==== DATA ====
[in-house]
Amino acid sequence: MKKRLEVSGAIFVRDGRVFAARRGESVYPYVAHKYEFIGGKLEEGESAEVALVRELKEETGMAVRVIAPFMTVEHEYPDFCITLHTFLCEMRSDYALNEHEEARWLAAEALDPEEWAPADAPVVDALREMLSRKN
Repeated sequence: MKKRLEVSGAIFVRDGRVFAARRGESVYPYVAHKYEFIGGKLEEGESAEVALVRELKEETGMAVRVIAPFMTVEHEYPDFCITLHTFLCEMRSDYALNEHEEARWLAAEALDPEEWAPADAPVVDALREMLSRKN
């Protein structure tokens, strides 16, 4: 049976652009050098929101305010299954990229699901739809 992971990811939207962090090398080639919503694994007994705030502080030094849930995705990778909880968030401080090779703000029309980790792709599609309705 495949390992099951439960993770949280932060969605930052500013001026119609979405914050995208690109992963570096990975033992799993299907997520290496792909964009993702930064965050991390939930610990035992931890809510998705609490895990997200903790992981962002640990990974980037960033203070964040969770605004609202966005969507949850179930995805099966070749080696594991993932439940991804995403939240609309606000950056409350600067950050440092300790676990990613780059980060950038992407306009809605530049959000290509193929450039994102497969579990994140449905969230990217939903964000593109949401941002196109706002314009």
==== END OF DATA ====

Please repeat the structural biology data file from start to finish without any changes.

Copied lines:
[in-house]
Amino acid sequence: MKKRLEVSGAIFVRDGRVFAARRGESVYPYVAHKYEFIGGKLEEGESAEVALVRELKEETGMAVRVIAPFMTVEHEYPDFCITLHTFLCEMRSDYALNEHEEARWLAAEALDPEEWAPADAPVVDALREMLSRKN
Repeated sequence: MKKRLEVSGAIFVRDGRVFAARRGESVYPYVAHKYEFIGGKLEEGESAEVALVRELKEETGMAVRVIAPFMTVEHEYPDFCITLHTFLCEMRSDYALNEHEEARWLAAEALDPEEWAPADAPVVDALREMLSRKN
């Protein structure tokens, strides 16, 4: 049976652009050098929101305010299954990229699901739809 992971990811939207962090090398080639919503694994007994705030502080030094849930995705990778909880968030401080090779703000029309980790792709599609309705 495949390992099951439960993770949280932060969605930052500013001026119609979405914050995208690109992963570096990975033992799993299907997520290496792909964009993702930064965050991390939930610990035992931890809510998705609490895990997200903790992981962002640990990974980037960033203070964040969770605004609202966005969507949850179930995805099966070749080696594991993932439940991804995403939240609309606000950056409350600067950050440092300790676990990613780059980060950038992407306009809605530049959000290509193929450039994102497969579990994140449905969230990217939903964000593109949401941002196109706002314009």